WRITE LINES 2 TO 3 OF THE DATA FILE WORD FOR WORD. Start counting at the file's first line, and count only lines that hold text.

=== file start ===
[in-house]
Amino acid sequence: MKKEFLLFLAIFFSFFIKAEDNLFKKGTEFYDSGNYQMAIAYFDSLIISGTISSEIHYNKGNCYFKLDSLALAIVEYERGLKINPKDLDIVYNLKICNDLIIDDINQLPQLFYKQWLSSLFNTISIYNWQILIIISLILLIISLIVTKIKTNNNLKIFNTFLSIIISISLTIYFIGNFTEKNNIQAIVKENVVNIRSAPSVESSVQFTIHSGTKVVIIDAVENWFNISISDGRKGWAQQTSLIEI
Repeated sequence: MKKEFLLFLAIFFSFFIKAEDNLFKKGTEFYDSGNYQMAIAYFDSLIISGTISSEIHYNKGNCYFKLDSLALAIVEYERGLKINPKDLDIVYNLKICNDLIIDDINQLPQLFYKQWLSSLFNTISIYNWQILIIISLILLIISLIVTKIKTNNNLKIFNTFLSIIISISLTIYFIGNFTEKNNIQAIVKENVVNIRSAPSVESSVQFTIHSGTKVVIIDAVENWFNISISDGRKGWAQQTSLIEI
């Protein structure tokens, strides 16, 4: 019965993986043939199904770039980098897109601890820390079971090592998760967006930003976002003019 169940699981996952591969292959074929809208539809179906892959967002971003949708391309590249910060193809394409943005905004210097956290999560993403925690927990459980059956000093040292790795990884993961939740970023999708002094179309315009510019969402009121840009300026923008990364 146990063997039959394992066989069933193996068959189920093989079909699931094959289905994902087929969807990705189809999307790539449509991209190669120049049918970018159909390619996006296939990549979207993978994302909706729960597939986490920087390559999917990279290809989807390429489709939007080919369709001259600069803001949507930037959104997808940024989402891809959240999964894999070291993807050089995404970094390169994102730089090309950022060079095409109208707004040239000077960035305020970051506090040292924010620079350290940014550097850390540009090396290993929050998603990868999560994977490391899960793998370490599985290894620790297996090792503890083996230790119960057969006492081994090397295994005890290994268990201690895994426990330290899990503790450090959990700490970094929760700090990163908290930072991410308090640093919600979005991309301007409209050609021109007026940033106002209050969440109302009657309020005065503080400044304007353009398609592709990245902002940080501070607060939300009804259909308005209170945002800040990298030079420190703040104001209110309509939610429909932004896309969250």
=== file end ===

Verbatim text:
Amino acid sequence: MKKEFLLFLAIFFSFFIKAEDNLFKKGTEFYDSGNYQMAIAYFDSLIISGTISSEIHYNKGNCYFKLDSLALAIVEYERGLKINPKDLDIVYNLKICNDLIIDDINQLPQLFYKQWLSSLFNTISIYNWQILIIISLILLIISLIVTKIKTNNNLKIFNTFLSIIISISLTIYFIGNFTEKNNIQAIVKENVVNIRSAPSVESSVQFTIHSGTKVVIIDAVENWFNISISDGRKGWAQQTSLIEI
Repeated sequence: MKKEFLLFLAIFFSFFIKAEDNLFKKGTEFYDSGNYQMAIAYFDSLIISGTISSEIHYNKGNCYFKLDSLALAIVEYERGLKINPKDLDIVYNLKICNDLIIDDINQLPQLFYKQWLSSLFNTISIYNWQILIIISLILLIISLIVTKIKTNNNLKIFNTFLSIIISISLTIYFIGNFTEKNNIQAIVKENVVNIRSAPSVESSVQFTIHSGTKVVIIDAVENWFNISISDGRKGWAQQTSLIEI